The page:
Recent work on search has identified an intriguing feature dubbed the constrainedness knife-edge by Walsh (Proc. AAAI-98, 406--411) whereby overconstrained problems seem to become on average even more constrained as the search goes deeper, while underconstrained ones become less constrained. The present paper shows that while the knife-edge phenomenon itself is real, many of the claims that have been made about it are incorrect. It is not always associated with criticality, it is not a function of the problem so much as of the algorithm used to solve it, and it does not help to explain the peculiar hardness of problem instances near phase transitions. Despite the negative findings, the upshot is that Walsh's work has opened a fascinating line of research which will surely repay further investigation.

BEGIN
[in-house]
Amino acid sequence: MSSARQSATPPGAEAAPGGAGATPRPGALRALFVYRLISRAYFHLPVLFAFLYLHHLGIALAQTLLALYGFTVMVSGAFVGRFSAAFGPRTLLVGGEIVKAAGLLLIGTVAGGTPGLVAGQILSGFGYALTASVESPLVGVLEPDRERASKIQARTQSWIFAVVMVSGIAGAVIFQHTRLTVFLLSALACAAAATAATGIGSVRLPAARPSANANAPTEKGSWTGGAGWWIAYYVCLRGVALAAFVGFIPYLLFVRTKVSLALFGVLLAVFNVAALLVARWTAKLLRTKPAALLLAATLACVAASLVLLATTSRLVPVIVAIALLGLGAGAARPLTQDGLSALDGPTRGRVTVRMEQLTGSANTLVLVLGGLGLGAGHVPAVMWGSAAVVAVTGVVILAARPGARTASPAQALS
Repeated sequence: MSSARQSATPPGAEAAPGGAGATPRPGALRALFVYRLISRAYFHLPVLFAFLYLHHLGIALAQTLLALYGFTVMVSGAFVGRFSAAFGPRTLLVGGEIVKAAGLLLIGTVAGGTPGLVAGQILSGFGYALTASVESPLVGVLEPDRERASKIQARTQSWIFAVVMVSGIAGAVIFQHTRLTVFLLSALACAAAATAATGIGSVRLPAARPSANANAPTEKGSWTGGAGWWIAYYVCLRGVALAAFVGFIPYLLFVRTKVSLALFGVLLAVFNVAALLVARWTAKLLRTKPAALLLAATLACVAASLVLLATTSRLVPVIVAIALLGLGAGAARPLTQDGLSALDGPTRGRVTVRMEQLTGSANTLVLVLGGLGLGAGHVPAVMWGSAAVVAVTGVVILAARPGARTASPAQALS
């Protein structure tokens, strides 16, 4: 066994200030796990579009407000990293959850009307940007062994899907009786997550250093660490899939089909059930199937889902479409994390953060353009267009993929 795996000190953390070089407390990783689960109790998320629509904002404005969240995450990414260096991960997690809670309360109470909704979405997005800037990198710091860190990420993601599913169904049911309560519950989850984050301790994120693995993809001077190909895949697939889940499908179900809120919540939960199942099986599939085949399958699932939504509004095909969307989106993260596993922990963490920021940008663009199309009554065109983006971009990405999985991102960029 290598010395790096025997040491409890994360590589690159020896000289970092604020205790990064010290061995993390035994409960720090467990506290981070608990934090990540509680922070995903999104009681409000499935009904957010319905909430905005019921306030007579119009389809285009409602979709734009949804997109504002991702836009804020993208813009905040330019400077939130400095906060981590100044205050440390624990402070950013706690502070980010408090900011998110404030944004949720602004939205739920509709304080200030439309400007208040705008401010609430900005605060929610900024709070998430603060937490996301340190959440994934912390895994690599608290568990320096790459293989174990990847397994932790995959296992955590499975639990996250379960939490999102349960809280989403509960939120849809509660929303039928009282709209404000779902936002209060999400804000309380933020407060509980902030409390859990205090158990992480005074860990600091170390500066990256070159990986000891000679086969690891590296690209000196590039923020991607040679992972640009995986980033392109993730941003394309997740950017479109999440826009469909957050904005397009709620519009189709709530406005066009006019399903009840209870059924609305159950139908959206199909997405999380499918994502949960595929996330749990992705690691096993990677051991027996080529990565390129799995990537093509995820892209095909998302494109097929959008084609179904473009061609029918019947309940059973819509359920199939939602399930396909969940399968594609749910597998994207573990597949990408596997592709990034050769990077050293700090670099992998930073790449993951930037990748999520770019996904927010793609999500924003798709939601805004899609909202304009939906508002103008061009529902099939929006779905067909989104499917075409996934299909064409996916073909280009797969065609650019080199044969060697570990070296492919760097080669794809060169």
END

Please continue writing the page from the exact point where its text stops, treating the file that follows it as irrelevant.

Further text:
Citation: John Slaney: Is there a Constrainedness Knife-edge?. In W.Horn (ed.): ECAI2000, Proceedings of the 14th European Conference on Artificial Intelligence, IOS Press, Amsterdam, 2000, pp.614-618.